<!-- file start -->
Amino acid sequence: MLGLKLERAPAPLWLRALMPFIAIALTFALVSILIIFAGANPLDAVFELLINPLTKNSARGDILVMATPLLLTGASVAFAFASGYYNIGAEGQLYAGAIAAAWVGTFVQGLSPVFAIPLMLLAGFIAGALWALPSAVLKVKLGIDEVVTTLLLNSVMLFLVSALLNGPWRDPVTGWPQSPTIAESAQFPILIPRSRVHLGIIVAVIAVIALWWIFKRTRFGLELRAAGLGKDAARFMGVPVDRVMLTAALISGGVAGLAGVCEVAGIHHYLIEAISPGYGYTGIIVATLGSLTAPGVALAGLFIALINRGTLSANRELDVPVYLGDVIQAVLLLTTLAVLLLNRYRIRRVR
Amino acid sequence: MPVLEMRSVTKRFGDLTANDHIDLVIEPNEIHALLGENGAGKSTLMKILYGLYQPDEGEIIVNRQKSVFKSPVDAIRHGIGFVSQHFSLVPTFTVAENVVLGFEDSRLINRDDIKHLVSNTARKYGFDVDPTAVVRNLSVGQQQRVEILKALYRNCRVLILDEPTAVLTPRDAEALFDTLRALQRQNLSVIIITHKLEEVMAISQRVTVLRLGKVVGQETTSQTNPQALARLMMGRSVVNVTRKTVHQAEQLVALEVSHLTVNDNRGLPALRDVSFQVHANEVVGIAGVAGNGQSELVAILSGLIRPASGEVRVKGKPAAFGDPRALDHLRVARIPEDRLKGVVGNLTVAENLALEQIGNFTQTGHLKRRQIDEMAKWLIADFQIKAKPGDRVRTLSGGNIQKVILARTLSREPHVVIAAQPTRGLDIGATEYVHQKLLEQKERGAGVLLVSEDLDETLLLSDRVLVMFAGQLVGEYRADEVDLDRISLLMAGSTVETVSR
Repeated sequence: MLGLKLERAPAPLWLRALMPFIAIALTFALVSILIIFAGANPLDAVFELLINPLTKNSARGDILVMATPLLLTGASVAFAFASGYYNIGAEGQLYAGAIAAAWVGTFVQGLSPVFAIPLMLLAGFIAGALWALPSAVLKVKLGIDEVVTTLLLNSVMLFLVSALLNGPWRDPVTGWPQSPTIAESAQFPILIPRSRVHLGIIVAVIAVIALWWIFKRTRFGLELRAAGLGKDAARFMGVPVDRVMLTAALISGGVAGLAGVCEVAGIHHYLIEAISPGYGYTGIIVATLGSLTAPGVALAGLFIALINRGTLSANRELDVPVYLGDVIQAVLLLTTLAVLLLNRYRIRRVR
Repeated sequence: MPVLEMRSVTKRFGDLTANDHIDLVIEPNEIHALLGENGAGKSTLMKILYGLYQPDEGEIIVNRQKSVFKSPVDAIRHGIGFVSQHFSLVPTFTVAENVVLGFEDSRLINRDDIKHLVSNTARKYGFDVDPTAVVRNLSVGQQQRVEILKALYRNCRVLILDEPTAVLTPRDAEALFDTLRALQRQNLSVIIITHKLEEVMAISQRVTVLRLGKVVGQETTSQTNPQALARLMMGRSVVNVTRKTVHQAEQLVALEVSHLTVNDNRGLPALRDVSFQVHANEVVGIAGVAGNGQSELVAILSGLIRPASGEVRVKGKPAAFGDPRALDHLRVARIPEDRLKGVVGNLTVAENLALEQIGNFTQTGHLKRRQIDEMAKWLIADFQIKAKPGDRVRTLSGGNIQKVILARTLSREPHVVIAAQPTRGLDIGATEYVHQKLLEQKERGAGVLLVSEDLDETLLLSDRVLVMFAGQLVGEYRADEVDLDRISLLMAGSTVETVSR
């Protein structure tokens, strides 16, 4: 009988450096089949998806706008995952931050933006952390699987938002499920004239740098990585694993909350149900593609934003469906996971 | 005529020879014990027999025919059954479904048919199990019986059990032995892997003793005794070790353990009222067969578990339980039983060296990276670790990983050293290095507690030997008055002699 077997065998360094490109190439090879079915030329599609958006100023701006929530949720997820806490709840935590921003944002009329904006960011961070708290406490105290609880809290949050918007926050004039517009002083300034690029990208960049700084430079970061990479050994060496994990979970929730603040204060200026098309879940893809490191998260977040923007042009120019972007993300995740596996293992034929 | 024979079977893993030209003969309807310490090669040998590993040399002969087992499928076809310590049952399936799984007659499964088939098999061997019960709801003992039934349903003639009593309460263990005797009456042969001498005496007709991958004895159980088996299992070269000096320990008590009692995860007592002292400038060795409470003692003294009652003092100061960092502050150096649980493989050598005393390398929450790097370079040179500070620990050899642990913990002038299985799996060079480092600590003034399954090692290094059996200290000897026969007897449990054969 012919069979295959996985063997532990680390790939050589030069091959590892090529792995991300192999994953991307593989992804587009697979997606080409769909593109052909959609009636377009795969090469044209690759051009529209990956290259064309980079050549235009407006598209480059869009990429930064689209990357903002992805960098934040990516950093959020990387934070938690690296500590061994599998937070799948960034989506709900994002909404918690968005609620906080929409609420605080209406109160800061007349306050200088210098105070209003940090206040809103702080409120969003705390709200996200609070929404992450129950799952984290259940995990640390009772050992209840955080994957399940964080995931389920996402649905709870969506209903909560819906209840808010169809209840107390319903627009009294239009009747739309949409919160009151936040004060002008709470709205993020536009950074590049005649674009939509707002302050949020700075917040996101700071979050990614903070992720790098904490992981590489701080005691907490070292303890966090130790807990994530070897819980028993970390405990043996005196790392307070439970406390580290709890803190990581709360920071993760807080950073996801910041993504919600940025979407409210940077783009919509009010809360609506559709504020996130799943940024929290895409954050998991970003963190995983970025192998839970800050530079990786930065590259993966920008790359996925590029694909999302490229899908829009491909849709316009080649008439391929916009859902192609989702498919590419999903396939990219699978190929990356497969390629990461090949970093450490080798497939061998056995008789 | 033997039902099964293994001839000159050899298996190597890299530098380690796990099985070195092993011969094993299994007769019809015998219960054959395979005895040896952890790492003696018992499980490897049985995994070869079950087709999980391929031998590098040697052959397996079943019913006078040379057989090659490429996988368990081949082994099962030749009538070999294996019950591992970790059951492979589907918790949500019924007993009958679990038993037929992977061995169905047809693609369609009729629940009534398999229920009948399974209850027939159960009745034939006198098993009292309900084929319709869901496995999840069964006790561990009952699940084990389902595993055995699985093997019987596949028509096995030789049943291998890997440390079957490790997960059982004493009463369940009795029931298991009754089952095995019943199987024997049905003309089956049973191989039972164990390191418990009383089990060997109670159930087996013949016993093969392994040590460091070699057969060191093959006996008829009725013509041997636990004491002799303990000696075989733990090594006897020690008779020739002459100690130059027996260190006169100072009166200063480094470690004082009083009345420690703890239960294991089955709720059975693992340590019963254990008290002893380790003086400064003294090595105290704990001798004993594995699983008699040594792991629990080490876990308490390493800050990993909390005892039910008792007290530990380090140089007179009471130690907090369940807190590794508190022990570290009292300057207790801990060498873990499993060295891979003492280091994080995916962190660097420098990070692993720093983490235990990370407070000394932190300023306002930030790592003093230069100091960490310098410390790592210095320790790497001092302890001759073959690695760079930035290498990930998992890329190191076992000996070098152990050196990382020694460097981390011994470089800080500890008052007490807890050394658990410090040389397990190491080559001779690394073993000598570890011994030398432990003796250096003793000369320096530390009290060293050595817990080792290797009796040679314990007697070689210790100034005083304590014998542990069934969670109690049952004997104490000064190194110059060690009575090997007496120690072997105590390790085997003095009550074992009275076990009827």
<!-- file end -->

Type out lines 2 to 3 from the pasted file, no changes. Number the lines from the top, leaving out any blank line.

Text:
Amino acid sequence: MPVLEMRSVTKRFGDLTANDHIDLVIEPNEIHALLGENGAGKSTLMKILYGLYQPDEGEIIVNRQKSVFKSPVDAIRHGIGFVSQHFSLVPTFTVAENVVLGFEDSRLINRDDIKHLVSNTARKYGFDVDPTAVVRNLSVGQQQRVEILKALYRNCRVLILDEPTAVLTPRDAEALFDTLRALQRQNLSVIIITHKLEEVMAISQRVTVLRLGKVVGQETTSQTNPQALARLMMGRSVVNVTRKTVHQAEQLVALEVSHLTVNDNRGLPALRDVSFQVHANEVVGIAGVAGNGQSELVAILSGLIRPASGEVRVKGKPAAFGDPRALDHLRVARIPEDRLKGVVGNLTVAENLALEQIGNFTQTGHLKRRQIDEMAKWLIADFQIKAKPGDRVRTLSGGNIQKVILARTLSREPHVVIAAQPTRGLDIGATEYVHQKLLEQKERGAGVLLVSEDLDETLLLSDRVLVMFAGQLVGEYRADEVDLDRISLLMAGSTVETVSR
Repeated sequence: MLGLKLERAPAPLWLRALMPFIAIALTFALVSILIIFAGANPLDAVFELLINPLTKNSARGDILVMATPLLLTGASVAFAFASGYYNIGAEGQLYAGAIAAAWVGTFVQGLSPVFAIPLMLLAGFIAGALWALPSAVLKVKLGIDEVVTTLLLNSVMLFLVSALLNGPWRDPVTGWPQSPTIAESAQFPILIPRSRVHLGIIVAVIAVIALWWIFKRTRFGLELRAAGLGKDAARFMGVPVDRVMLTAALISGGVAGLAGVCEVAGIHHYLIEAISPGYGYTGIIVATLGSLTAPGVALAGLFIALINRGTLSANRELDVPVYLGDVIQAVLLLTTLAVLLLNRYRIRRVR